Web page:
A publication of the Archaeological Institute of America
An unusual array of well-preserved artifacts has been found at the Grossmann site in southern Illinois, a 900-year-old village site 15 miles from Cahokia, the largest Mississippian town yet discovered.
Remarkably well-preserved organic material and unusual artifacts, like assorted charred seeds, wood charcoal, grass, cordage, a possible net, quartz crystals that may have come from as far as Arkansas, and fragments of a figurine have been found in a series of pits at the site. One contained pieces of cordage and matting that may have been part of containers for corn burned in the pit. The artifacts may be evidence of feasting and ceremonial ritual associated with the Busk, or Green Corn Ceremony, a festival to celebrate the harvest.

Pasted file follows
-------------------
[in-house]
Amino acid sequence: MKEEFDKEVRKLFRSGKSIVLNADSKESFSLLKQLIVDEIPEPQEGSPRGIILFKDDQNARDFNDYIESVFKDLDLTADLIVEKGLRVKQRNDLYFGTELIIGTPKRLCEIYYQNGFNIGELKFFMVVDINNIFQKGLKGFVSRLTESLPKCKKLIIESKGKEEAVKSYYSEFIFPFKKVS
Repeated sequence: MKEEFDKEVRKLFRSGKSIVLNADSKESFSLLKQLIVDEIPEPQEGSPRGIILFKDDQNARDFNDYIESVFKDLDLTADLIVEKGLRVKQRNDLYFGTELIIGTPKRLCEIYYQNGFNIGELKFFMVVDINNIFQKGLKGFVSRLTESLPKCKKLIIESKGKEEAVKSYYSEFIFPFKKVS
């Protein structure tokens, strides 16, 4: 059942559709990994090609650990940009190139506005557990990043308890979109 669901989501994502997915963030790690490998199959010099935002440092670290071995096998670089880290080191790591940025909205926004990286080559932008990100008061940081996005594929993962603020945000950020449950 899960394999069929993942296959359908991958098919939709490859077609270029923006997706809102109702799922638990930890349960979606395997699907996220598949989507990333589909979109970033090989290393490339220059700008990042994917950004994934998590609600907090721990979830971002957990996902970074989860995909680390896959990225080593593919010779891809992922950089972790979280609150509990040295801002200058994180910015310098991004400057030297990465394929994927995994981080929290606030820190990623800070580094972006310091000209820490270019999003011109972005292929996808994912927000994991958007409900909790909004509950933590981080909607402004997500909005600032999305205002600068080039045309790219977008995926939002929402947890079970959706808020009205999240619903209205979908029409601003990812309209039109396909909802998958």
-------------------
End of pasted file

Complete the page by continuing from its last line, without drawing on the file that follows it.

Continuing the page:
Interestingly, a large house adjacent to the pits had unusual limestone flooring and deposits of limonite and ocher--sometimes used as pigments by Southeastern groups to paint the body during rituals--suggesting special ceremonial activities took place in this structure. Field director and University of Illinois-Urbana Champaign professor Timothy Pauketat's discovery last year of a cache of 70 axes at Grossmann ("Cold Hard Cache," November/December, 2001) reinforces the idea that the site, once thought by archaeologists to be a simple farming village, may have served as a ceremonial Cahokian outpost.